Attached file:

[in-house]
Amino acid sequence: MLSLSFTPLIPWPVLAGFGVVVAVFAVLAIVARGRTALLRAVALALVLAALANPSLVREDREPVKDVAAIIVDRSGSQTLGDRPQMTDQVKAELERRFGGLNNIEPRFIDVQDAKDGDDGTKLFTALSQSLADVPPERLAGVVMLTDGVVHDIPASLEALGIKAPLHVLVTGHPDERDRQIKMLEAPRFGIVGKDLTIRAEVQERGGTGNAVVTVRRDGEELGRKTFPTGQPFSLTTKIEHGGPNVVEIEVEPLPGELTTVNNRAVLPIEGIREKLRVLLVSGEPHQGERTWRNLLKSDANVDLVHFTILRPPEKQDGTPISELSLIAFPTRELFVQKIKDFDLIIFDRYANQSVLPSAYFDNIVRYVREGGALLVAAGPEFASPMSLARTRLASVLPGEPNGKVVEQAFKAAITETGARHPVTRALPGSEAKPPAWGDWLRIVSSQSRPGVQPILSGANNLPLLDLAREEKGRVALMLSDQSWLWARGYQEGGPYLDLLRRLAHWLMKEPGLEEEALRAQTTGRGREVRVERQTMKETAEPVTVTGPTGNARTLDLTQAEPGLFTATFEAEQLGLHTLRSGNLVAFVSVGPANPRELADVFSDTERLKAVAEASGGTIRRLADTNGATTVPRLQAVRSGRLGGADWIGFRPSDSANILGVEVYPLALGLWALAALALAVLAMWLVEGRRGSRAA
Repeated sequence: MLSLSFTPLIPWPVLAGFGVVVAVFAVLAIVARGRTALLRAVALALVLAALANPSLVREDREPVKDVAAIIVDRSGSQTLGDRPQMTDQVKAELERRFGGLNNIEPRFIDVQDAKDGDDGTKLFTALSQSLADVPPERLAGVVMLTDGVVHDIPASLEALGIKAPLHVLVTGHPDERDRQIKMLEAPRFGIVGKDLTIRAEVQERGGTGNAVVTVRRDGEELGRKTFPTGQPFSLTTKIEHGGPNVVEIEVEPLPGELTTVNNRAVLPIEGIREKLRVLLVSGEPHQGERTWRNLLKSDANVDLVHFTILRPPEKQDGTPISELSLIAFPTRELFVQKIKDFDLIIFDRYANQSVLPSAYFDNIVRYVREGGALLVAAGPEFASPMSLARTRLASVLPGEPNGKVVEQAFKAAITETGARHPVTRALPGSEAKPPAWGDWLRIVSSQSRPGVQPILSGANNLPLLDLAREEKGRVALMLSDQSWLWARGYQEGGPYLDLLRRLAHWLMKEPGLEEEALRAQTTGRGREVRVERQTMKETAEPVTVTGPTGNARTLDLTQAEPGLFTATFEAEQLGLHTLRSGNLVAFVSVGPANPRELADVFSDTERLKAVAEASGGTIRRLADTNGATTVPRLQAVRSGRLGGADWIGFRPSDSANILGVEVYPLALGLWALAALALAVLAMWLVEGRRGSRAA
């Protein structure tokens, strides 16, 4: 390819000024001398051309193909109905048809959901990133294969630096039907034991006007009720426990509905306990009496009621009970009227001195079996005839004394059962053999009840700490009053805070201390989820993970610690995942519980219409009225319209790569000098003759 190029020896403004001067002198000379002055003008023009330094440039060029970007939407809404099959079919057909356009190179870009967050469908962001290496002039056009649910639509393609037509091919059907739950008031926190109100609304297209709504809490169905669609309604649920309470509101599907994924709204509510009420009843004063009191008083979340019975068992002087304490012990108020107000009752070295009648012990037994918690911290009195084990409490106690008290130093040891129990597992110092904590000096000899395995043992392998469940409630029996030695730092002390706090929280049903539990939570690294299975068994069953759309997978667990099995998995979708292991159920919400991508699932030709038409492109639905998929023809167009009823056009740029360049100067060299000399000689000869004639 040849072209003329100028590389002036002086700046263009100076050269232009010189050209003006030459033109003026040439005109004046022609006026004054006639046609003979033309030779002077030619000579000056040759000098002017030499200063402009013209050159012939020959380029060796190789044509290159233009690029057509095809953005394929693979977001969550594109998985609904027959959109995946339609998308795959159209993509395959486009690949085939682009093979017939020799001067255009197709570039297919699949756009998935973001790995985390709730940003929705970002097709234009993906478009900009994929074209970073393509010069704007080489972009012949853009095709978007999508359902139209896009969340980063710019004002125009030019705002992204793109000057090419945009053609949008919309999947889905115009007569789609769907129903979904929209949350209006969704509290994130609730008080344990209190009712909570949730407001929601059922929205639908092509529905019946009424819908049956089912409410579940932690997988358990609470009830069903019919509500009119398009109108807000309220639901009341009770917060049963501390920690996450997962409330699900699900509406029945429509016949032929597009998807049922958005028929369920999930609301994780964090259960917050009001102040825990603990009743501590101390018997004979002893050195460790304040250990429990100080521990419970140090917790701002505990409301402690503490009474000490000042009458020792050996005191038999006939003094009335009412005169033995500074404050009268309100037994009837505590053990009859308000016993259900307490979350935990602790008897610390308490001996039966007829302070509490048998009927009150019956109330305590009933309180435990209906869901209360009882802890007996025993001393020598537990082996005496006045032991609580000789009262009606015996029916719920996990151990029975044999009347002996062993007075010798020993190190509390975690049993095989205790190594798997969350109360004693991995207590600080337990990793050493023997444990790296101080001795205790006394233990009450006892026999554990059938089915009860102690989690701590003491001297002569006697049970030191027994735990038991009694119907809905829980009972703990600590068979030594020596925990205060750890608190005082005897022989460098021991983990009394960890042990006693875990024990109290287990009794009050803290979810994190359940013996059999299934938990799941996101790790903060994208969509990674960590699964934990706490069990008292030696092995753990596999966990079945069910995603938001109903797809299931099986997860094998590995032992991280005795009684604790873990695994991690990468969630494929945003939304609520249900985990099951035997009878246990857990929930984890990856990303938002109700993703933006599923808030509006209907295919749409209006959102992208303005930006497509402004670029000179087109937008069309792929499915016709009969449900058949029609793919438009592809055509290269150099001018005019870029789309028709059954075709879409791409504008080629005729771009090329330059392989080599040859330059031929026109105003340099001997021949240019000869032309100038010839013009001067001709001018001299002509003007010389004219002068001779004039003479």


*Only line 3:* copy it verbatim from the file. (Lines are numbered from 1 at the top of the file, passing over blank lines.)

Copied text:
Repeated sequence: MLSLSFTPLIPWPVLAGFGVVVAVFAVLAIVARGRTALLRAVALALVLAALANPSLVREDREPVKDVAAIIVDRSGSQTLGDRPQMTDQVKAELERRFGGLNNIEPRFIDVQDAKDGDDGTKLFTALSQSLADVPPERLAGVVMLTDGVVHDIPASLEALGIKAPLHVLVTGHPDERDRQIKMLEAPRFGIVGKDLTIRAEVQERGGTGNAVVTVRRDGEELGRKTFPTGQPFSLTTKIEHGGPNVVEIEVEPLPGELTTVNNRAVLPIEGIREKLRVLLVSGEPHQGERTWRNLLKSDANVDLVHFTILRPPEKQDGTPISELSLIAFPTRELFVQKIKDFDLIIFDRYANQSVLPSAYFDNIVRYVREGGALLVAAGPEFASPMSLARTRLASVLPGEPNGKVVEQAFKAAITETGARHPVTRALPGSEAKPPAWGDWLRIVSSQSRPGVQPILSGANNLPLLDLAREEKGRVALMLSDQSWLWARGYQEGGPYLDLLRRLAHWLMKEPGLEEEALRAQTTGRGREVRVERQTMKETAEPVTVTGPTGNARTLDLTQAEPGLFTATFEAEQLGLHTLRSGNLVAFVSVGPANPRELADVFSDTERLKAVAEASGGTIRRLADTNGATTVPRLQAVRSGRLGGADWIGFRPSDSANILGVEVYPLALGLWALAALALAVLAMWLVEGRRGSRAA